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Post originally written by tshubbard.


For Sugar Developers, the Dashboard and Dashlet framework provided in Sugar 7 really helps you to build slick reusable Dashlets that can be targeted for certain parts of the app or made globally available anywhere in the app.  They're also really easy to use which is something we are gonna highlight today.


For a more detailed look at how Sugar 7 Dashlets work then you should read up on the topic in the Sugar Developer Guide.  The focus on this post is to highlight the most basic elements necessary that we can then build upon in later posts.


A quick reminder


Just some quick advice to anyone about to embark on the Dashlet development journey.  We recently featured a post on a common Sugar 7.x dashlet gotcha.  Basically, dashlet metadata gets copied into database when you add a dashlet to a dashboard.  You'll need to delete the dashlet or the dashboard and add it all over again whenever you modify dashlet metadata.  We are working on making this seamless in future but this is something you should remain aware of when building dashlets.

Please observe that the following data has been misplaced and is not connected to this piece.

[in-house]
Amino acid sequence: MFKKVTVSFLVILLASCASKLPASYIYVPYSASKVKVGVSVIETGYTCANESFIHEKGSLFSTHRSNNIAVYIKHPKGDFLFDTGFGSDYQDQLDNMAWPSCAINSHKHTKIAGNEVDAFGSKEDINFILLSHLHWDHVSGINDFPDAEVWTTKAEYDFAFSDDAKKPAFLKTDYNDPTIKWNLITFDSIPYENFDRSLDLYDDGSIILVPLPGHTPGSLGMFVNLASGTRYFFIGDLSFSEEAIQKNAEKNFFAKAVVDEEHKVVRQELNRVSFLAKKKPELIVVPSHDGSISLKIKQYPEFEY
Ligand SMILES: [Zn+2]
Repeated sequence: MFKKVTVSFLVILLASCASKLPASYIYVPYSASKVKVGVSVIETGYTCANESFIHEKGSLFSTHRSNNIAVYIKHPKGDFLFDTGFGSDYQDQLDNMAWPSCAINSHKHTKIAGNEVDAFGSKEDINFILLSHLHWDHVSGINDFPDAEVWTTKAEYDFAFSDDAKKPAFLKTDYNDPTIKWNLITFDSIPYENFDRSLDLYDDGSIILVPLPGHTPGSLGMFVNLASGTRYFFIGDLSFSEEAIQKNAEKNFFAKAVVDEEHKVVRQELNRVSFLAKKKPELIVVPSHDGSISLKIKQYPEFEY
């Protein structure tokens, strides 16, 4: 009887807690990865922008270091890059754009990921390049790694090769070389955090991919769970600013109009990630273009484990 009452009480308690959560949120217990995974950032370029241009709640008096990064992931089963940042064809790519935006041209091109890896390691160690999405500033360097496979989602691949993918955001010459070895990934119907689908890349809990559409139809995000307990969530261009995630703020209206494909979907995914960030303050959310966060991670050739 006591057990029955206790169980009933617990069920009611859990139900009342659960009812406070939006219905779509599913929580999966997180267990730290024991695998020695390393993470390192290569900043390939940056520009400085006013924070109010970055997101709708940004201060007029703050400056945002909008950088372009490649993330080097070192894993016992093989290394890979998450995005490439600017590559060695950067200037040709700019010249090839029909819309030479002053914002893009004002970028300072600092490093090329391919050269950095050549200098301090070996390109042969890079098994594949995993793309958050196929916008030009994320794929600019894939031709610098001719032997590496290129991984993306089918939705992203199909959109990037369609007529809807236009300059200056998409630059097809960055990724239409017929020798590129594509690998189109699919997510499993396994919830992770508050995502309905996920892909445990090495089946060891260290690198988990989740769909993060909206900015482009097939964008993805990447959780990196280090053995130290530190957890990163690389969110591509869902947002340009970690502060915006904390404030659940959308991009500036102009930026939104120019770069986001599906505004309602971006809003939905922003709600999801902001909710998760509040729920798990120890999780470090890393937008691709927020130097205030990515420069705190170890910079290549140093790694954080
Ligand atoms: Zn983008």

Creating a Dashlet Summarized


Dashlets are simply Sugar 7 Views that have some extra features added via the 'Dashlet' plug-in and an additional metadata requirement. This tutorial will be brief because creating a basic dashlet is incredibly easy.  As with any Sugar 7 view, we will need three files: a JS controller, a PHP metadata file, and a Handlebars template for the presentation.


Shall we begin?


Step 1: Create a 'hello-world' directory


In your Sugar 7 instance, create a new directory called custom/clients/base/views/hello-world and create three files called hello-word.js, hello-world.php, and hello-world.hbs inside.  This is just like any other Sidecar view in Sugar 7.